A quickly intensifying surface low will likely bring heavy snow, rain, and wind to New England this weekend.
First, a meteorological background to our system. An intense, strongly positively tilted southern stream closed trough that was recently responsible for heavy Oklahoma snow and, to an extent, the wildfires in California will phase with a high-amplitude northern stream impulse swinging down from Canada this weekend. As the phased systems close off into a deep midlevel low over Western New England, a significant snowstorm will likely occur over parts of the interior northeast Saturday into Sunday.
As with every snow storm, there are a few important pieces to consider when forecasting for this weekend. These concern:
- The system’s dynamics: precipitation production
- The thermal profile: precipitation type and snowfall ratios
Each aspect of forecasting a winter storm carries its own contributions to both the final impact forecast and the uncertainty assessment. So let’s get to it!
Like with any precipitation event, there are a few ingredients needed to get heavy precipitation in a nor’easter. The first important one is moisture.
The fact that the impulse responsible for our storm is a southern stream native bodes well for moisture, as it means there’s likely an open channel by which high-precipitable water air from the subtropical Atlantic can advect into the storm’s circulation. A look at PWAT as modeled by the Euro confirms this hunch: significant warm sector advection of high precipitable water will mean even the cold sector, close to the low, will see sufficient moisture for moderate to heavy precipitation.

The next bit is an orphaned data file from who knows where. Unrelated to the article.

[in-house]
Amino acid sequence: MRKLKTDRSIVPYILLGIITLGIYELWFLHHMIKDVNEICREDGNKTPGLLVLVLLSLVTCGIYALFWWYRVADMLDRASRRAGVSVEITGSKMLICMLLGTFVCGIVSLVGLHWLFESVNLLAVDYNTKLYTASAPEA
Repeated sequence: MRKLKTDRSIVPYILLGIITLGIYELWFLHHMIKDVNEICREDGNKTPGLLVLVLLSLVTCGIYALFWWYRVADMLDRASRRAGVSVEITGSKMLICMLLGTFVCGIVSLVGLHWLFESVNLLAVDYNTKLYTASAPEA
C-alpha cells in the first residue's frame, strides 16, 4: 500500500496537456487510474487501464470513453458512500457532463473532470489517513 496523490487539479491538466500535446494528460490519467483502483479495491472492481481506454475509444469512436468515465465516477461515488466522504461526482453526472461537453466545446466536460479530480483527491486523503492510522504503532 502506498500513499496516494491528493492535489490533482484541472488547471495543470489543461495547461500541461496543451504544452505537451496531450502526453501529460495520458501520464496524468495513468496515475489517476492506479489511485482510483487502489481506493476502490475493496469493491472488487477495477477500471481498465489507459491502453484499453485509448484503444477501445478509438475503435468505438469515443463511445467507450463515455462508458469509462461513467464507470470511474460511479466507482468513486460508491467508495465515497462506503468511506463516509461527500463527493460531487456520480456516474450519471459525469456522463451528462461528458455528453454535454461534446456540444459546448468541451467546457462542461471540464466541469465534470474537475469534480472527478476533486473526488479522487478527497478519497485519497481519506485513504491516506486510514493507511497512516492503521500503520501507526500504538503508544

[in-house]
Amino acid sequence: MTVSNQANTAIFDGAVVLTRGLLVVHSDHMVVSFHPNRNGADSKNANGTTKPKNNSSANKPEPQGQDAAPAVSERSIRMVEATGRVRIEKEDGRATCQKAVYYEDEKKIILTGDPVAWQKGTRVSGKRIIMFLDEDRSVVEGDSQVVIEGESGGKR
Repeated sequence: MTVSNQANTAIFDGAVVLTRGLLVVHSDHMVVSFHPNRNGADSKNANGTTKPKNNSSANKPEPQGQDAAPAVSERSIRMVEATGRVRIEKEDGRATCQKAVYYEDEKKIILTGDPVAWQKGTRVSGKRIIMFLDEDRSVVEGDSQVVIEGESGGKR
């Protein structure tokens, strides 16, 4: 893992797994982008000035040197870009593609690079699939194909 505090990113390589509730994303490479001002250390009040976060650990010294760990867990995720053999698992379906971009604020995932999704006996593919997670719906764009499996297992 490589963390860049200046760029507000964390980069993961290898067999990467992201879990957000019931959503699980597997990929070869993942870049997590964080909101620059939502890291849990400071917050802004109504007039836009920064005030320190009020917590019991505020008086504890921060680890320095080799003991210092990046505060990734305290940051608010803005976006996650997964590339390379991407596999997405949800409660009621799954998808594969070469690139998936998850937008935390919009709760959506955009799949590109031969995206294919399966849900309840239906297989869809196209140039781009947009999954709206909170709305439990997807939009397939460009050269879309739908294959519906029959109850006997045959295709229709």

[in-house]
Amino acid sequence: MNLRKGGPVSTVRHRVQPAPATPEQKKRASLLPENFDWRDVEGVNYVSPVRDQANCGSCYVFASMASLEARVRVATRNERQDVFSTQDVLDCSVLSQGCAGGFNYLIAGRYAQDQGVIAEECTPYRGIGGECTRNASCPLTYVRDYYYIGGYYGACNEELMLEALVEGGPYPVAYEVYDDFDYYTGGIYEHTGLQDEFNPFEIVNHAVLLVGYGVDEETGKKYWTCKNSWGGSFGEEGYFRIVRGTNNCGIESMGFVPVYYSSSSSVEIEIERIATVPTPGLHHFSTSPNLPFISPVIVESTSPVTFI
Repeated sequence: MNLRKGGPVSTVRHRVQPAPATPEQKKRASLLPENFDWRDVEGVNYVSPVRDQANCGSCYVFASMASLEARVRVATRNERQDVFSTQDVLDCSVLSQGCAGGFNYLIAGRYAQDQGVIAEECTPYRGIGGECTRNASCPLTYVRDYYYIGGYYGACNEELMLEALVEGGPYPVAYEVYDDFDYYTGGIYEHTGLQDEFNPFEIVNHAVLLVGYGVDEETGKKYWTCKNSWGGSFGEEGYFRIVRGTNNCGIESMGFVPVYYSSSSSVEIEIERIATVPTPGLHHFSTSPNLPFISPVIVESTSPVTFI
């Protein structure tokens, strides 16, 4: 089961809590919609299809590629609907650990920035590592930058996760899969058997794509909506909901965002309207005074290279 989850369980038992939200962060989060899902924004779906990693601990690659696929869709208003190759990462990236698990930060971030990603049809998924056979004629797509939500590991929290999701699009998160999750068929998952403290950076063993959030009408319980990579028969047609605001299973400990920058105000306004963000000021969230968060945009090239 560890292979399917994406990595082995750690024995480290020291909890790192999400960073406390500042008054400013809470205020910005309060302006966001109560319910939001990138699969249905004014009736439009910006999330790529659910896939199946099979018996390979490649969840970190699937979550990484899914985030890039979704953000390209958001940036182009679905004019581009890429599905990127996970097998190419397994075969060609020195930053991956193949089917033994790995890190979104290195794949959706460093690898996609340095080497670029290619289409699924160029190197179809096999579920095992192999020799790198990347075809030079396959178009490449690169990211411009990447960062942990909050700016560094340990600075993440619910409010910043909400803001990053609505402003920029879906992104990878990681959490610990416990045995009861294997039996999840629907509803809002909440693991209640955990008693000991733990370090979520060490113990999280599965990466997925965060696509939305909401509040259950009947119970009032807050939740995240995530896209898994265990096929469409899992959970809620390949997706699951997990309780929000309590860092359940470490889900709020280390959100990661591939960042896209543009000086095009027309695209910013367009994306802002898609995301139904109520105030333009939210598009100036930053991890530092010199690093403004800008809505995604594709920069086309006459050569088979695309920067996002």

Now, this is where we introduce the first forecast uncertainty. As usual, the cold sector of our storm will see a significant gradient of moisture, as the southerly LLJ is increasingly removed. This means that heavy precipitation chances will drop off considerably with distance from the cyclone and attendant modified coastal warm front. If the low is too far east, then, there won’t be sufficient moisture for heavy precipitation.
The next consideration is lift. Unlike in the warm sector of an atmospheric river, it isn’t hard to find sufficient surface convergence for precipitation to the north/northwest of a surface low, with relatively large-scale surface based lift along first coastal fronts and then the low itself, and any related surface troughing. These concerns about whether or not lifting is present at all are replaced, then, with concerns about how persistent lifting will be, and where it will overlap vertically with favorable snow growth.
A simplistic but often reasonably accurate way to deduce where the lift most favorable for heavy snow will set up is to look for bands of 700mb frontogenesis, or areas where the direction/speed of flow changes in a way that allows thermal gradients to grow or shrink. Frontogenesis promotes lift, and 700mb is where the most favorable zone for snow growth can generally be found, so this makes sense.